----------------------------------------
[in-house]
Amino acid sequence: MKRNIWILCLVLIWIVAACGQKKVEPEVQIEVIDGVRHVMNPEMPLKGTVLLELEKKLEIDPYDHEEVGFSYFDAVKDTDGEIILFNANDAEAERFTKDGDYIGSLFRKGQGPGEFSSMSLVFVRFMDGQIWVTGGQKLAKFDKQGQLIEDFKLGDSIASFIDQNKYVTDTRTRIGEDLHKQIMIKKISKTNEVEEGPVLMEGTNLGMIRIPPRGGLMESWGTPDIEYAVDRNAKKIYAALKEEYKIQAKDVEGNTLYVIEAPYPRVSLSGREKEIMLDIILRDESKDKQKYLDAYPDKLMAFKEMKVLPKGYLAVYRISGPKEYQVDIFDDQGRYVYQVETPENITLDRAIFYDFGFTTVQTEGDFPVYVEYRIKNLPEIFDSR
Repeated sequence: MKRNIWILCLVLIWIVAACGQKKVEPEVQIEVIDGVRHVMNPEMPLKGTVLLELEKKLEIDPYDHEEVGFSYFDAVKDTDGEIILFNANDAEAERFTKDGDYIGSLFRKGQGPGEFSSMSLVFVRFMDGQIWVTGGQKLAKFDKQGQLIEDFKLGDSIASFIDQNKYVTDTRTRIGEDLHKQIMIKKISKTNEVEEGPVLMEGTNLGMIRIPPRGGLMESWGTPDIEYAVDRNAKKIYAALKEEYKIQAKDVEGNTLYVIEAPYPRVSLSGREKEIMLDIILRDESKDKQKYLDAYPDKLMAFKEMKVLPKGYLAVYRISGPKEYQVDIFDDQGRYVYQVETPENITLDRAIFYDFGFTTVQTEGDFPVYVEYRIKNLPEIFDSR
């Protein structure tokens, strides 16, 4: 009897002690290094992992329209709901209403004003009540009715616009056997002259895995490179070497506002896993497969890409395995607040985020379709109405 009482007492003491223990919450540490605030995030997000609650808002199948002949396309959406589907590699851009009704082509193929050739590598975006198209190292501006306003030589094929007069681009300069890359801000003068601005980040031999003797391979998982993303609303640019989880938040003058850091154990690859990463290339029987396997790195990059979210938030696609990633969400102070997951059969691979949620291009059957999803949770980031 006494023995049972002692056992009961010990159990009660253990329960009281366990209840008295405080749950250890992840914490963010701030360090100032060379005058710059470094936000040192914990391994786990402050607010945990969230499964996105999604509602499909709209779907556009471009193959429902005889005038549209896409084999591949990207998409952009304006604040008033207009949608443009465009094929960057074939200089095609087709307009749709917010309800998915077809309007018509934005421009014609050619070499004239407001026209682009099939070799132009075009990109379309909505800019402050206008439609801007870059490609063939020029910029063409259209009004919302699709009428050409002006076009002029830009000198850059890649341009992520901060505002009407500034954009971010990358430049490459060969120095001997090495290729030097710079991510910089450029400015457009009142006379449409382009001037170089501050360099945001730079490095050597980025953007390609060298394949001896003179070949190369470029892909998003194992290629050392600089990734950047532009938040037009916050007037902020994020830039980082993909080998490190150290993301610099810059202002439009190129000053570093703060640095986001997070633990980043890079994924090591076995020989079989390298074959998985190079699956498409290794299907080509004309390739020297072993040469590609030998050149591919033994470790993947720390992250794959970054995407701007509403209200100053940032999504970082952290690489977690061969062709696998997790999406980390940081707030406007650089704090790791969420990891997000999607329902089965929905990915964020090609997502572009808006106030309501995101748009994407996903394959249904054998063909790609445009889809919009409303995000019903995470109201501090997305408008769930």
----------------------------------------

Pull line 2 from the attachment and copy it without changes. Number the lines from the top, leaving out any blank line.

Amino acid sequence: MKRNIWILCLVLIWIVAACGQKKVEPEVQIEVIDGVRHVMNPEMPLKGTVLLELEKKLEIDPYDHEEVGFSYFDAVKDTDGEIILFNANDAEAERFTKDGDYIGSLFRKGQGPGEFSSMSLVFVRFMDGQIWVTGGQKLAKFDKQGQLIEDFKLGDSIASFIDQNKYVTDTRTRIGEDLHKQIMIKKISKTNEVEEGPVLMEGTNLGMIRIPPRGGLMESWGTPDIEYAVDRNAKKIYAALKEEYKIQAKDVEGNTLYVIEAPYPRVSLSGREKEIMLDIILRDESKDKQKYLDAYPDKLMAFKEMKVLPKGYLAVYRISGPKEYQVDIFDDQGRYVYQVETPENITLDRAIFYDFGFTTVQTEGDFPVYVEYRIKNLPEIFDSR